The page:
Frustrated Flyers struggle vs. Rangers

A lone female New York Rangers fan declared the obvious in a near-silent Well Fargo Center, at least before the jeers that followed as regulation ticked down.

“You can’t beat us,” she screamed, a refrain carried over from a game at Madison Square Garden earlier in the week.

No, the Philadelphia Flyers can’t. Saturday’s 5-2 loss sealed by, among other things, Rangers forward Ryan Callahan’s second career hat trick dropped the Flyers to 0-5 this season against their Atlantic Division rivals. The most recent setback had veteran Philly defenseman Kimmo Timonen, who is normally as calm as they come, questioning more than just a mental block against the Rangers.

“To be honest, I think we have half the guys going, half the guys not,” Timonen said.

That’s a troubling thought, especially going up against a team that beat you in the most hyped game so far this season: the Winter Classic across the street at Citizen’s Bank Park on Jan. 2.

“It doesn’t feel good,” said Flyers forward Wayne Simmonds, one of the few bright spots, as he finished with a Gordie Howe hat trick (a goal, an assist and a fight). “Obviously, we played them five times and lost five times. It’s not a good feeling in here right now."

Beyond effort, there are three other major holes with the Flyers at the moment: defense, untimely penalties and goaltending. Some are easier to solve than others.

Take defense, which was sufficient during even-strength situations Saturday, but the loss of Chris Pronger — who is out for the season with post-concussion syndrome — is plainly evident on special teams, where the Rangers scored on three of seven power-play chances.

“He’s not here,” Timonen said. “We all should get by that by now. He’s not coming back. Obviously, we’d be more than happy to take him back, but he’s not here. Would he say something? I don’t know. Who knows?”

This defeat was hardly goalie Sergei Bobrovsky’s doing, even if he allowed the five goals on 25 shots. None were soft and Flyers coach Peter Laviolette gave props to Bobrovsky for some early stops, including a sprawling block on a one-timer by Marian Gaborik in the first period that kept the game scoreless.

“We did have two breakdowns early where we needed big saves out of our goaltender and we got it,” Laviolette said.

This was Bobrovsky’s 22nd game in net, not something the Flyers execs expected when they dealt for Ilya Bryzgalov’s negotiating rights and then signed him to a nine-year, $51 million deal last offseason. Bryzgalov has proven to be inconsistent and with a third of the season to play, the team’s goaltending situation — which has hamstrung the franchise for decades — remains unsettled.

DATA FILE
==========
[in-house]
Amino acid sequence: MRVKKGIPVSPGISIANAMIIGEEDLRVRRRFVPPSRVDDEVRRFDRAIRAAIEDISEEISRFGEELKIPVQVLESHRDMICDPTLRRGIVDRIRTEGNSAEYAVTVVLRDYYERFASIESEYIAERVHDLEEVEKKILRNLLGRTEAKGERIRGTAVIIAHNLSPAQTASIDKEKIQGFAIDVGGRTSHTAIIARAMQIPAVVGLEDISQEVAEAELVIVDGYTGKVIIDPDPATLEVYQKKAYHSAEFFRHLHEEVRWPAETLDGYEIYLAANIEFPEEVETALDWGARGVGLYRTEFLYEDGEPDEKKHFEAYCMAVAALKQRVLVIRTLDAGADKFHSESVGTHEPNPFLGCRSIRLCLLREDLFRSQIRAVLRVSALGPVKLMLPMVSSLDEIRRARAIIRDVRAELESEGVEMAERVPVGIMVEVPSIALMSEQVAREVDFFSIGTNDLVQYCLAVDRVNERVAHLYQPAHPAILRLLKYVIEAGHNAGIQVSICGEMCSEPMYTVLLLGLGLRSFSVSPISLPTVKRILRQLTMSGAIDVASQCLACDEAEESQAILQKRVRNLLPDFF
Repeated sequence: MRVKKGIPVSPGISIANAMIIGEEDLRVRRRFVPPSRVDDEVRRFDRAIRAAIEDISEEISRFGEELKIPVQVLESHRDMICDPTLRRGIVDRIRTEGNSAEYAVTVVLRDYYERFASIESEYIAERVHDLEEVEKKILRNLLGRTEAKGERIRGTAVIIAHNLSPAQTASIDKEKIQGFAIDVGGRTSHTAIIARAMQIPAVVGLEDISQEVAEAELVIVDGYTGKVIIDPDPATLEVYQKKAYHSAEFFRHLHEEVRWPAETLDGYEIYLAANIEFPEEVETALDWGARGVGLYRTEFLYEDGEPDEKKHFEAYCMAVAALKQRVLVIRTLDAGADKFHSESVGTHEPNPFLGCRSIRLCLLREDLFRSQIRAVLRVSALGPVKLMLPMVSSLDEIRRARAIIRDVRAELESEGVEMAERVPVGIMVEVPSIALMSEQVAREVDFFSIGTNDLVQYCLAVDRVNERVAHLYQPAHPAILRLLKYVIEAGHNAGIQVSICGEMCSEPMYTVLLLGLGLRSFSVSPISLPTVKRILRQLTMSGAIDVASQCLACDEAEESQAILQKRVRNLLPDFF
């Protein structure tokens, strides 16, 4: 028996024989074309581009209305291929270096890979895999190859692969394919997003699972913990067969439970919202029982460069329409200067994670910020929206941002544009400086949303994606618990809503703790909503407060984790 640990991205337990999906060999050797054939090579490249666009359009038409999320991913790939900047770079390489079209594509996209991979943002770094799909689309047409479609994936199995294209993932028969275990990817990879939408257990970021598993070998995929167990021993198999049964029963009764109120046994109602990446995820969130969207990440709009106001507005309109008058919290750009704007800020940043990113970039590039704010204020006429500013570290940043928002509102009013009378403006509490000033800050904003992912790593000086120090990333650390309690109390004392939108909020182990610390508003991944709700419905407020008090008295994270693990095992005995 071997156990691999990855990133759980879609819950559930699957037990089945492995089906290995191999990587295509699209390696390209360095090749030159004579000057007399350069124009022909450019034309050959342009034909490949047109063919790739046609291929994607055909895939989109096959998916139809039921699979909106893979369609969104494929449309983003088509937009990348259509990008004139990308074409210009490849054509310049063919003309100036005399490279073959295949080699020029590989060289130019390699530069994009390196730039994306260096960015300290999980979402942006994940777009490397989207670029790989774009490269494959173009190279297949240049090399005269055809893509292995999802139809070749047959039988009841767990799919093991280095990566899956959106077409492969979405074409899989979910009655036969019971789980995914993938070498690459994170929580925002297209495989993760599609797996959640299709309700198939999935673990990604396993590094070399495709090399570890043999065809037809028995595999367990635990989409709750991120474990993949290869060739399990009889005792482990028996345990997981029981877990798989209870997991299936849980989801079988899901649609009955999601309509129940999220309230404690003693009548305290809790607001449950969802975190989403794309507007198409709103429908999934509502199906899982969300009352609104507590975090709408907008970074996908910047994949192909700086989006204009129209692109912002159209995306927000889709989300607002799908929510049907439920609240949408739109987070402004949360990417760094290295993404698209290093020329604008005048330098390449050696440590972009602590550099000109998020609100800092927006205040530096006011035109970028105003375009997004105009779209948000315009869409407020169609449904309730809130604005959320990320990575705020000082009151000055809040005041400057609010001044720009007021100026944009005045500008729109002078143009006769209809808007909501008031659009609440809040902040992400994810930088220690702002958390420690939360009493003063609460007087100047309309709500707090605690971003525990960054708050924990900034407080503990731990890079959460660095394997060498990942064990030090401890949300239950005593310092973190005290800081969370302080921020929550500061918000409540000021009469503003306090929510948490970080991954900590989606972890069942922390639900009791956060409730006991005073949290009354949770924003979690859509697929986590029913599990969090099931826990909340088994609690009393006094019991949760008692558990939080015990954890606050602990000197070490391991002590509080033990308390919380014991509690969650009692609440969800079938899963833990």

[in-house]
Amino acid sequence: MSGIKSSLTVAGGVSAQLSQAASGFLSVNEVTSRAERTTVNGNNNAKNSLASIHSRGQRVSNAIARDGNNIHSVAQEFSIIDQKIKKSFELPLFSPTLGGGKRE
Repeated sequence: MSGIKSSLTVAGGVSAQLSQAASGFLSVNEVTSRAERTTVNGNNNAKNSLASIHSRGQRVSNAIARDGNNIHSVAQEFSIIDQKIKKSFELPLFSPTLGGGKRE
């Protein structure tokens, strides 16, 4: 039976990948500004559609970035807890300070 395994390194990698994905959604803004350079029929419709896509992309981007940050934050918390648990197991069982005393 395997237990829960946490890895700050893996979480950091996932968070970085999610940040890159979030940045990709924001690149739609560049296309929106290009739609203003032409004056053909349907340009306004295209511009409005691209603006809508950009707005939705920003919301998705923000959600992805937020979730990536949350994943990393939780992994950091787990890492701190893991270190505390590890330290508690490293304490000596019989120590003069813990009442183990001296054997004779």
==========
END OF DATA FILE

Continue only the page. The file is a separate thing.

Still, it’d be helpful for whoever is in net not to face unneeded penalty-kill situations.

Scott Hartnell, a gritty forward who paces the Flyers in goals (26), is still subject to taking bad penalties, which occurred twice in this game. He had plenty of room to stop before he ran into Rangers goalie Henrik Lundqvist, but clipped him anyway and was whistled for goalie interference. (The Rangers scored on the ensuing penalty.) New York didn’t tally a goal on the other, a high-sticking penalty along the benches.

As the game progressed, Rangers forward Mike Rupp said he could sense the Flyers’ aggravation.

“There were some slamming of sticks and (players) slamming the gate coming off (the ice),” Rupp said. “I have been on teams where we’ve had that, too. It’s frustrating, but we understand (Philly) is a good hockey club and could beat us any given day.”

The Rangers, who two seasons ago lost in this building on the final game of the regular season and were bounced from the final playoff seed in the Eastern Conference, haven’t seen near the same adversity of the Flyers. Lundqvist was again stellar in net, even as the Rangers were outshot 32-25. The Rangers have lost 165 man games to injury, but are otherwise healthy at the moment minus defenseman Michael Sauer (concussion).

“We have struggled in this building the last couple years,” Callahan said. “This is our first one here this year, other than the Winter Classic game. They play hard here and come out strong. A big thing for us was our start and things rolled from there.”

Sounds similar to how the Eastern Conference-leading Rangers have plowed through the first four-plus months of the regular season. The Rangers face the Flyers once more — at least as far as the regular season is concerned — on April 4, New York’s third-to-last game before the playoffs.

Maybe by then the Flyers will have figured a few things out, like scoring more goals than the Rangers for once.